2. Also, on the current reading list is Black Hole by Charles Burns. Love it/can't read it before bed or all dreams become nightmares in which people have tails and these tails break off at the tip with an unsettling cracking noise. Godsave loves the drawings of the insides of the various apartments, also Burns' ability to portray kids smoking reefer in a real way. I like how he draws water and relating to the teenage girl who goes with the wrong guys and ends up sleeping in a tent in the woods. The depth of setting is the black hole. Walked down to the lake with Godsave and a thermos of saucy hot chocolate last night. I think this adventure was partly inspired by this novel and contained a grain of anticipation for running into some kids with "the bug" along the spookedy ravine trail.
3. Don't Cry by Mary Gaitskill. I really enjoy these stories, but much like the Miranda July, it is difficult to read many in succession, at one time, for it leads to a bleeding together of plot and character. Also, her tendency to write dryly about sex and deviancy, is something to be taken in small doses and generally a style I disdain.
4. Current galley waiting list:
One DOA One on the Way by Mary Robison
Book of Clouds (title already one strike against it) by Chloe Aridjis
Invite by Glen Pourciau
the Art of the Commonplace: the Agrarian Essays of Wendell Berry
not a galley but at the top of the pile is Starman: Night and Day.
Im gonna go make some bacon pancakes now.
Tuesday, October 14, 2008
by sarah marine
THIS REALLY GOT ME GOING.
Taking bookselling very seriously, not in an uptight sense, but in that you seek out the highest quality of literature and share it with those around you, is what we do full-time at the Downer store. We know our customers by name, what they've read in the past and use that knowledge to recommend titles for them in the future. In turn, it isn't uncommon for someone to come in and basically have a meltdown if Stacie isn't around to tell them her opinion on a new title, it happens often that customers that have been supporting us for decades will, without fail, honestly ask every bookseller he sees what they are reading. In most cases each bookseller has their own personal book club. But it's not only these instore exchanges that keep the store alive- the vitality also comes from the collective conscious effort of every one of our booksellers to support other independent businesses in the neighborhood and Milwaukee, completely.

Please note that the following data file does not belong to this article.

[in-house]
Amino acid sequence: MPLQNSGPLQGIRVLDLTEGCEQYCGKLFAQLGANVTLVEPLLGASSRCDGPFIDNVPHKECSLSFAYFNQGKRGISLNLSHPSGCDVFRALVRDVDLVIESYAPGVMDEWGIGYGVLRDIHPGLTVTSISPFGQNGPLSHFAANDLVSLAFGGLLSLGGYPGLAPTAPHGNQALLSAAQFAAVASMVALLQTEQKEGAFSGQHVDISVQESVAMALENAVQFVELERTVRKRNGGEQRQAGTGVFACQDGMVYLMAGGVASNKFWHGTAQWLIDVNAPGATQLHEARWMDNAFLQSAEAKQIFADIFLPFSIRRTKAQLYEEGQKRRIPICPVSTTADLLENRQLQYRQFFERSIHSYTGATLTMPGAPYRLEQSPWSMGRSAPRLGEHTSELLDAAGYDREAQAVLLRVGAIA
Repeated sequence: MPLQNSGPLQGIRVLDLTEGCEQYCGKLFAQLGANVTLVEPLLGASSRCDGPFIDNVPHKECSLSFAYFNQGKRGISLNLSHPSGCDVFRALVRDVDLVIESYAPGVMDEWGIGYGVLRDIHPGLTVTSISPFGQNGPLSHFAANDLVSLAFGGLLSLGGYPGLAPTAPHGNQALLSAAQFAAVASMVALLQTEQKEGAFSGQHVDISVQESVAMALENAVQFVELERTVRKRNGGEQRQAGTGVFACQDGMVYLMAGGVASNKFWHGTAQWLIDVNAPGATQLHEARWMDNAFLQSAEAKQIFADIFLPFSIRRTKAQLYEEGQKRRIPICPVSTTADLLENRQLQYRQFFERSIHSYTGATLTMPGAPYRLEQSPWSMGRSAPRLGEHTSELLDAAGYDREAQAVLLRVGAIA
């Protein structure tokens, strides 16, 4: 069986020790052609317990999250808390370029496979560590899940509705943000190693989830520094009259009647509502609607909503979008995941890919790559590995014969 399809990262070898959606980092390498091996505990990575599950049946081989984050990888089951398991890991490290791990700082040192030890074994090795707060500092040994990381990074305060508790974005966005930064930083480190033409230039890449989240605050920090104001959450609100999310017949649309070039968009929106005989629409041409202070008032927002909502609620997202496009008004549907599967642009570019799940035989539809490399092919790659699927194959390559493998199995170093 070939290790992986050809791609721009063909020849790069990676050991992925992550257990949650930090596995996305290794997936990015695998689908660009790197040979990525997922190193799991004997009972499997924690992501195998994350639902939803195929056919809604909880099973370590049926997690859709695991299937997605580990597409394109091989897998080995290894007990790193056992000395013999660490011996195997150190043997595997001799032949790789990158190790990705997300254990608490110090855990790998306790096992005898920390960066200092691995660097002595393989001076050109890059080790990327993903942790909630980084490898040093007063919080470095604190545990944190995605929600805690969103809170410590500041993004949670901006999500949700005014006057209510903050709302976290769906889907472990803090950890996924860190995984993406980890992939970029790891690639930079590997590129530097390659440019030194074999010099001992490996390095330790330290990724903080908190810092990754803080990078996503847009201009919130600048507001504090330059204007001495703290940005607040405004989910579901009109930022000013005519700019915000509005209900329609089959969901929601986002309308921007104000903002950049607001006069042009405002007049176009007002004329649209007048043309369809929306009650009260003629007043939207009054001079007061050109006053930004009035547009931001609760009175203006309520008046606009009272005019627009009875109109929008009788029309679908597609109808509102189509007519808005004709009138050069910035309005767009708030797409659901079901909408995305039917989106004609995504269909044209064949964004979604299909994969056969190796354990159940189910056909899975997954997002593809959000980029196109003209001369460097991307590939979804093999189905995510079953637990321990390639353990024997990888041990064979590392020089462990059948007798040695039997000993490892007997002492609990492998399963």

I've been reading some nonfiction as of late. A great friend Carl Hedman, with whom I worked last summer to establish the People's Books Co-op here in Milwaukee, has been steering me in the direction of a variety of superb pieces of work which deal with de-schooling, critical pedagogy and a variety of other educational philosophies which came to rise in the 1970's. He also informed me of his own venture with David Schwartz in establishing a free family school right here in Milwaukee some thirty years ago. I have never been a great student, I was quite the Max Fischer in my day, and these have really helped me to understand the downfalls of compulsory, competitive education and how today we should work to move away from these institutional practices toward a more personal and beneficial pedagogy aimed at creating positive student teacher relationships centered around a real education.
Here are a few of the books currently holding my attention:
Everywhere All the Time: A New Deschooling Reader edited by Matt Hern
From Leo Tolstoy, Ivan Illich, and Emma Goldman to John Taylor Gatto, John Holt, and Grace Llewellyn, Matt Hern has compiled an impressive cast of educational pioneers to aid parents, kids, and teachers in the quest for effective learning strategies.
Summerhill School: A New View of Childhood by A.S. Neill
As American education lags behind the rest of the world, this new edition is more timely than ever. The children of today face struggles far greater than any previous generation and we, as parents and teachers, must teach them now to make choices for themselves and to learn from the outcome of their decisions.